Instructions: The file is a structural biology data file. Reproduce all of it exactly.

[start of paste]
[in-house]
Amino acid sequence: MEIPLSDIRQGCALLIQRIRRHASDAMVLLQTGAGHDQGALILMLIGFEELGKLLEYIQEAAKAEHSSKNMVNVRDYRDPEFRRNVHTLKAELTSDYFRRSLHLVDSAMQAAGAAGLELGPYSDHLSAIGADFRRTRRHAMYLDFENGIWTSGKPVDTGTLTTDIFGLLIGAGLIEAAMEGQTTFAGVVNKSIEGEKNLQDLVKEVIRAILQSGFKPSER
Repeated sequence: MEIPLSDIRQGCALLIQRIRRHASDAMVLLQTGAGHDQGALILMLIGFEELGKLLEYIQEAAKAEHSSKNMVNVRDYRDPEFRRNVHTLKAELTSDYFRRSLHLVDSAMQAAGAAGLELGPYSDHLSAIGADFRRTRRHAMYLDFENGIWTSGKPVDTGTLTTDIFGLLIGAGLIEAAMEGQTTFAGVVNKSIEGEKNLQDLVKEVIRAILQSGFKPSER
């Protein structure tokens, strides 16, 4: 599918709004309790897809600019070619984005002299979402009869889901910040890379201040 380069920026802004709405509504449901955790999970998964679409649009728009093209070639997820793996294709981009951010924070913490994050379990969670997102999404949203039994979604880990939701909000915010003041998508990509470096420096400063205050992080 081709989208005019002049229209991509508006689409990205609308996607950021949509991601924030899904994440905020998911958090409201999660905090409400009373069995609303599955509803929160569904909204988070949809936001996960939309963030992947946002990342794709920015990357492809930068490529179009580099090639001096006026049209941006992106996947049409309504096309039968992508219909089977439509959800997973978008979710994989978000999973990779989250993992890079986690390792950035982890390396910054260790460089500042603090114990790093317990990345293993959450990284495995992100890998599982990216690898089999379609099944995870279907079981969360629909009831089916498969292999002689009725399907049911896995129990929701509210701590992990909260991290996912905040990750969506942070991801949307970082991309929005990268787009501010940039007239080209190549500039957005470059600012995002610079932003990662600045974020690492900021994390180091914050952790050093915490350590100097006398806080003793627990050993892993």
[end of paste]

[in-house]
Amino acid sequence: MEIPLSDIRQGCALLIQRIRRHASDAMVLLQTGAGHDQGALILMLIGFEELGKLLEYIQEAAKAEHSSKNMVNVRDYRDPEFRRNVHTLKAELTSDYFRRSLHLVDSAMQAAGAAGLELGPYSDHLSAIGADFRRTRRHAMYLDFENGIWTSGKPVDTGTLTTDIFGLLIGAGLIEAAMEGQTTFAGVVNKSIEGEKNLQDLVKEVIRAILQSGFKPSER
Repeated sequence: MEIPLSDIRQGCALLIQRIRRHASDAMVLLQTGAGHDQGALILMLIGFEELGKLLEYIQEAAKAEHSSKNMVNVRDYRDPEFRRNVHTLKAELTSDYFRRSLHLVDSAMQAAGAAGLELGPYSDHLSAIGADFRRTRRHAMYLDFENGIWTSGKPVDTGTLTTDIFGLLIGAGLIEAAMEGQTTFAGVVNKSIEGEKNLQDLVKEVIRAILQSGFKPSER
């Protein structure tokens, strides 16, 4: 599918709004309790897809600019070619984005002299979402009869889901910040890379201040 380069920026802004709405509504449901955790999970998964679409649009728009093209070639997820793996294709981009951010924070913490994050379990969670997102999404949203039994979604880990939701909000915010003041998508990509470096420096400063205050992080 081709989208005019002049229209991509508006689409990205609308996607950021949509991601924030899904994440905020998911958090409201999660905090409400009373069995609303599955509803929160569904909204988070949809936001996960939309963030992947946002990342794709920015990357492809930068490529179009580099090639001096006026049209941006992106996947049409309504096309039968992508219909089977439509959800997973978008979710994989978000999973990779989250993992890079986690390792950035982890390396910054260790460089500042603090114990790093317990990345293993959450990284495995992100890998599982990216690898089999379609099944995870279907079981969360629909009831089916498969292999002689009725399907049911896995129990929701509210701590992990909260991290996912905040990750969506942070991801949307970082991309929005990268787009501010940039007239080209190549500039957005470059600012995002610079932003990662600045974020690492900021994390180091914050952790050093915490350590100097006398806080003793627990050993892993």